This isn’t entertainment, per se. Consider it an education, and an eye opener. It should make you think, maybe cry a little, and maybe get a little sick to your stomach.

Act of Valor is available to stream online at Amazon, among many of other places. If you find someplace to rent the DVD or Blu-ray, the special features and commentary are well worth your time as well!

Check it out tonight, and don’t forget to dine local first!

Hawks-150Yeah, the ‘Hawks are big news. Expectations are high, and everyone’s paying attention… including the national media. But every week it seems like there’s some key issue that’s getting glossed over–some topic that, for one reason or another, is being avoided. It’s the elephant in the locker room, if you will, and gosh darn if I’ll let that ride. Join us on Saturday mornings for a little closer look at our World Champions.

By Greg Wright

Marshawn Lynch broke into the national football psyche with the legendary Beastquake run in the fourth quarter of Pete Carroll’s playoff debut against the New Orleans Saints at the Clink. I think we all remember that play, don’t we?

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And the climax of this iconic moment was Lynch diving backward into the endzone with an “in yo’ face” hand-grab to the crotch. If it hadn’t happened so quick, and been so astonishing, Lynch might have been flagged for taunting.

Well, the events of the last weekend in football have caused me to reflect on how things have changed since January 2011.

First, there was Utah’s unbelievable, showboating, premature TD celebration against Oregon… which ended up being a celebration for Oregon:

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Kaelin Clay ironically provided his own color commentary with two thumbs down on his own nameplate.

Then on Sunday there was this:

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Wow. Sometimes you just have to wonder what these guys are thinking.

Back in the day when a Seahawk named Steve Largent was setting records catching TD passes, he was famous for co-opting Vince Lombardi’s words to counsel his teammates: “You know, you just did your job by making that catch. You did absolutely nothing special. When you do something special, then you can celebrate. Act like you’ve been there before.” Largent’s routine was to simply flip the ball to the ref.

Of course, it’s hard to act like you’ve been there before when you haven’t. So perhaps the Cardinals’ John Brown can be forgiven his brash exuberance. He’s still a rookie.

We can probably also be thankful that Lynch has been in the endzone often enough that he’s not grabbing his crotch 20+ times each season. (Yes, act like you’ve been there before, too.)

What we may not have noticed is the very gentlemanly and old-fashioned routine into which Lynch has now settled when he scores. While we’re doing the Icky Shuffle in our bathrobes ’round the coffee table or high-fivin’ our white-and-otherwise-guys, Lynch goes about his business… shaking hands.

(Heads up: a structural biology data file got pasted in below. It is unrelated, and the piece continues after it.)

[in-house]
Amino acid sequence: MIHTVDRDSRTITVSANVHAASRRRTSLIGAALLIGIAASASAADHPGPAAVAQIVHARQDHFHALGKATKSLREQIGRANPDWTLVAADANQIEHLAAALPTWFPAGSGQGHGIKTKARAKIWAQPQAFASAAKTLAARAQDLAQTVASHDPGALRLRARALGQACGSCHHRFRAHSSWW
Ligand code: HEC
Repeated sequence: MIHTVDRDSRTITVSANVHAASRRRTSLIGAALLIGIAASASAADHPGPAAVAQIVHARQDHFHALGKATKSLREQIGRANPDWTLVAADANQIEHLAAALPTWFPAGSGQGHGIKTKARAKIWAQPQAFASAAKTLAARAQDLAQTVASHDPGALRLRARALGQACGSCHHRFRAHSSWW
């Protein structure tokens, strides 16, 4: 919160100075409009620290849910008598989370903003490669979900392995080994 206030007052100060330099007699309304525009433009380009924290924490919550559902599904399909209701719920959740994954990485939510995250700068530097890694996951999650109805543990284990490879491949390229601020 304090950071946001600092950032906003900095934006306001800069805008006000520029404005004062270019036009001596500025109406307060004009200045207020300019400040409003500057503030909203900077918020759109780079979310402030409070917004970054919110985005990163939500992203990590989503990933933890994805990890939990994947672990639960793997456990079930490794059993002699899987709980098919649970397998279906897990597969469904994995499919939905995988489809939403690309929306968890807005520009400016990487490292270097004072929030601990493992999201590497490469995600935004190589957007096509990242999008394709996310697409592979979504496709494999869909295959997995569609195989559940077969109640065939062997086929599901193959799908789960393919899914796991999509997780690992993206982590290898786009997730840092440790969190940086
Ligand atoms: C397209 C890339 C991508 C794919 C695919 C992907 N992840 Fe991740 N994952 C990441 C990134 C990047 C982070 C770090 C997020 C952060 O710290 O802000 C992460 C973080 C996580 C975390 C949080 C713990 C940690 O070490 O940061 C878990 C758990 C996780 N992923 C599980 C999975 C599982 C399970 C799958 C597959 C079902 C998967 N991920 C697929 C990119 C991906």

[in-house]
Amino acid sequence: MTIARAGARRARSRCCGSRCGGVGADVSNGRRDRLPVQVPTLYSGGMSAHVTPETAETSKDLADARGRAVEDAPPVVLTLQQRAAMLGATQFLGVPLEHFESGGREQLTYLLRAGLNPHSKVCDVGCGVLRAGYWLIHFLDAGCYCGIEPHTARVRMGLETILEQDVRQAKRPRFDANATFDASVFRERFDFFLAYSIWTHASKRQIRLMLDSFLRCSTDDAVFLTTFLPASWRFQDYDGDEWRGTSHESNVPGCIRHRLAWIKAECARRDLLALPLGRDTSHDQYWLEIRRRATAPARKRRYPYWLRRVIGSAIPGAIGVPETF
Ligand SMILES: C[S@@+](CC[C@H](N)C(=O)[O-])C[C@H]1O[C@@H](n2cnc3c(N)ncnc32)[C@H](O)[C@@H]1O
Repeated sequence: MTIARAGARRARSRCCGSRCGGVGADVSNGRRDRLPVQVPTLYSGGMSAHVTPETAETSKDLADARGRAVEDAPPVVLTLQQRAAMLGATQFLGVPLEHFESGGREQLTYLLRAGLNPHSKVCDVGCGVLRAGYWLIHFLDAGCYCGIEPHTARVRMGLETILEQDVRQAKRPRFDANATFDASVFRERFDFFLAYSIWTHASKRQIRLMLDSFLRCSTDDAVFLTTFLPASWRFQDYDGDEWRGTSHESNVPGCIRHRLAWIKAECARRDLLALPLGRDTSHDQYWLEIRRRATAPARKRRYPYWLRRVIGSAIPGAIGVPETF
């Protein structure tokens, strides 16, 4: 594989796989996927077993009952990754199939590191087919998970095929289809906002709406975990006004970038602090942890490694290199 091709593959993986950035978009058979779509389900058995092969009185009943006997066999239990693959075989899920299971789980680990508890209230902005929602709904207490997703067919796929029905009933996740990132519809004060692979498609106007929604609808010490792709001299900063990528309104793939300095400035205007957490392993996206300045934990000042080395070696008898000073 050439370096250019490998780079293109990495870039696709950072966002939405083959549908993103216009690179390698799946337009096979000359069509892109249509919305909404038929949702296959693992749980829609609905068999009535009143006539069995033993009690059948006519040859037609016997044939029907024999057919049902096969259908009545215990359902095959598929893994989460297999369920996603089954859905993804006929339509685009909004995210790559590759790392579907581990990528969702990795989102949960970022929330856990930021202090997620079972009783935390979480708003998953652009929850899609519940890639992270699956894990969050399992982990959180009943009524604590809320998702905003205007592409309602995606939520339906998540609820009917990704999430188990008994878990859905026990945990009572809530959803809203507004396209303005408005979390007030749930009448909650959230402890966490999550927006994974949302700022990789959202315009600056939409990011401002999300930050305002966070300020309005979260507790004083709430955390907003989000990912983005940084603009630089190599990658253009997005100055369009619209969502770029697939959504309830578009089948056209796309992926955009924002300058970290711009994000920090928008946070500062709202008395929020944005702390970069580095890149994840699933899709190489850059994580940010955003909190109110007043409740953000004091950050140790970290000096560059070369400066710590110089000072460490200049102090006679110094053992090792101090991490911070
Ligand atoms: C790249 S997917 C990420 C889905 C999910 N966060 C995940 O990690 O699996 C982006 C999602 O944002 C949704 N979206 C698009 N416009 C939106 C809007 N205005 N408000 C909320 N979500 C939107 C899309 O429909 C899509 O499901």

Yep. Have you noticed?

Shaking hands. No dances, no spikes, no chest-to-chest jumps, no Lambeau Leaps or close encounters with a Sharpie… even the fist-bumps generally wait until he’s back on the sideline.

It kind of stood out on Sunday, when Lynch powered his way into the endzone four times as the Hawks racked up record chunks of yardage on the ground against the hapless Giants.

Early in the week, though, I became pretty convinced that this fact has been pretty much escaping the press. It’s so much more fun to write about the John Browns of the NFL world.

Sure enough, as of Tuesday the only press outlet to have written about Lynch’s handshakes this entire season was a regional newspaper down around Camas. On Sunday night, the Columbian‘s Micah Rice wrote, “There was no boastful celebration. There was no mugging for the camera or self-glorification. Right after scoring his fourth touchdown Sunday to clinch a game he almost single-handedly won, Marshawn Lynch made the rounds. To each teammate in the end zone, the Seattle Seahawks running back offered a simple, sincere handshake.

“No words were necessary; just a simple action, boss. He won’t court his own attention, but there should be no limit to the praise given to what Lynch did Sunday. Cherish it. Play it again on the DVR. Toast it even if you’re not a Seahawks fan but simply dig hard-nosed football.”

Kudos, Mr. Rice. You scooped your big-city counterparts.

But when Mr. Rice went back to play it again on his TiVo he might have noticed that it wasn’t just the 4th TD that generated this outpouring of glad-handing. He might in fact have seen this:

I can deal with more of that.

Oh, yes, Mr. Lynch. Please, more of that.

Especially this Sunday in K.C.